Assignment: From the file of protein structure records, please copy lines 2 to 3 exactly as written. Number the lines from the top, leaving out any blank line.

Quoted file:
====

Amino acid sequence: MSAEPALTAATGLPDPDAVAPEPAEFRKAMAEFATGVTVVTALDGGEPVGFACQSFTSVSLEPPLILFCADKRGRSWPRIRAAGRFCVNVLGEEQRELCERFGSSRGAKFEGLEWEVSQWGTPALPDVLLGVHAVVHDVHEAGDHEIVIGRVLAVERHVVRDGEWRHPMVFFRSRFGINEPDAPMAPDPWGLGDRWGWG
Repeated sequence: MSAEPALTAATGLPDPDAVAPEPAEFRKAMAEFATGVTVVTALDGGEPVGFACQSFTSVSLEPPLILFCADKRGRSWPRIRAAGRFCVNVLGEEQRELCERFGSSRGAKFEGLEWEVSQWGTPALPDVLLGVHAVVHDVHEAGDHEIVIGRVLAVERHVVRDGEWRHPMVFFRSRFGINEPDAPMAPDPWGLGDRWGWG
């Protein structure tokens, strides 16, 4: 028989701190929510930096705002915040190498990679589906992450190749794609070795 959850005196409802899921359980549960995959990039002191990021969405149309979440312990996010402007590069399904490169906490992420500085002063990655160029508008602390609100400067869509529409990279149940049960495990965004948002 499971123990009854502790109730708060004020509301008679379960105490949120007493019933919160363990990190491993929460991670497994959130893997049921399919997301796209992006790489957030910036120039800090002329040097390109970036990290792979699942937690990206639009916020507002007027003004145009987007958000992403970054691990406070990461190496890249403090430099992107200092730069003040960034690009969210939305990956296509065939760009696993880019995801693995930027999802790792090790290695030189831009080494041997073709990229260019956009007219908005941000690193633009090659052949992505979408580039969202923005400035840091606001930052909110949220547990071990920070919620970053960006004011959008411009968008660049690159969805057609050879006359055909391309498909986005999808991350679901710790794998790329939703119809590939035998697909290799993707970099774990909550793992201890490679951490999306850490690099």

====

Repeated sequence: MSAEPALTAATGLPDPDAVAPEPAEFRKAMAEFATGVTVVTALDGGEPVGFACQSFTSVSLEPPLILFCADKRGRSWPRIRAAGRFCVNVLGEEQRELCERFGSSRGAKFEGLEWEVSQWGTPALPDVLLGVHAVVHDVHEAGDHEIVIGRVLAVERHVVRDGEWRHPMVFFRSRFGINEPDAPMAPDPWGLGDRWGWG
């Protein structure tokens, strides 16, 4: 028989701190929510930096705002915040190498990679589906992450190749794609070795 959850005196409802899921359980549960995959990039002191990021969405149309979440312990996010402007590069399904490169906490992420500085002063990655160029508008602390609100400067869509529409990279149940049960495990965004948002 499971123990009854502790109730708060004020509301008679379960105490949120007493019933919160363990990190491993929460991670497994959130893997049921399919997301796209992006790489957030910036120039800090002329040097390109970036990290792979699942937690990206639009916020507002007027003004145009987007958000992403970054691990406070990461190496890249403090430099992107200092730069003040960034690009969210939305990956296509065939760009696993880019995801693995930027999802790792090790290695030189831009080494041997073709990229260019956009007219908005941000690193633009090659052949992505979408580039969202923005400035840091606001930052909110949220547990071990920070919620970053960006004011959008411009968008660049690159969805057609050879006359055909391309498909986005999808991350679901710790794998790329939703119809590939035998697909290799993707970099774990909550793992201890490679951490999306850490690099």